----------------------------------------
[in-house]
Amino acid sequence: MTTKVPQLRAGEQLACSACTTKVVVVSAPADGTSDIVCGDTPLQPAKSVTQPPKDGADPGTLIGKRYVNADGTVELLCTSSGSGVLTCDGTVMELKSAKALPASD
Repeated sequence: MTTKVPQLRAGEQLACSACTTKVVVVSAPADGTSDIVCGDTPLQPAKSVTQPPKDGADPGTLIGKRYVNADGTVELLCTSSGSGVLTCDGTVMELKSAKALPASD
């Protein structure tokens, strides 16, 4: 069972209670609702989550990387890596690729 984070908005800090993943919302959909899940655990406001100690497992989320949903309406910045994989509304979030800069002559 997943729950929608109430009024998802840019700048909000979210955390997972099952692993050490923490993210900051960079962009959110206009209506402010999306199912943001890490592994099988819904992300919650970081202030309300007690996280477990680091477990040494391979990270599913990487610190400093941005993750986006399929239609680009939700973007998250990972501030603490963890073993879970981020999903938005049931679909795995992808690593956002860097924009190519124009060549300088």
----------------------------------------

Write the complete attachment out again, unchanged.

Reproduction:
[in-house]
Amino acid sequence: MTTKVPQLRAGEQLACSACTTKVVVVSAPADGTSDIVCGDTPLQPAKSVTQPPKDGADPGTLIGKRYVNADGTVELLCTSSGSGVLTCDGTVMELKSAKALPASD
Repeated sequence: MTTKVPQLRAGEQLACSACTTKVVVVSAPADGTSDIVCGDTPLQPAKSVTQPPKDGADPGTLIGKRYVNADGTVELLCTSSGSGVLTCDGTVMELKSAKALPASD
């Protein structure tokens, strides 16, 4: 069972209670609702989550990387890596690729 984070908005800090993943919302959909899940655990406001100690497992989320949903309406910045994989509304979030800069002559 997943729950929608109430009024998802840019700048909000979210955390997972099952692993050490923490993210900051960079962009959110206009209506402010999306199912943001890490592994099988819904992300919650970081202030309300007690996280477990680091477990040494391979990270599913990487610190400093941005993750986006399929239609680009939700973007998250990972501030603490963890073993879970981020999903938005049931679909795995992808690593956002860097924009190519124009060549300088």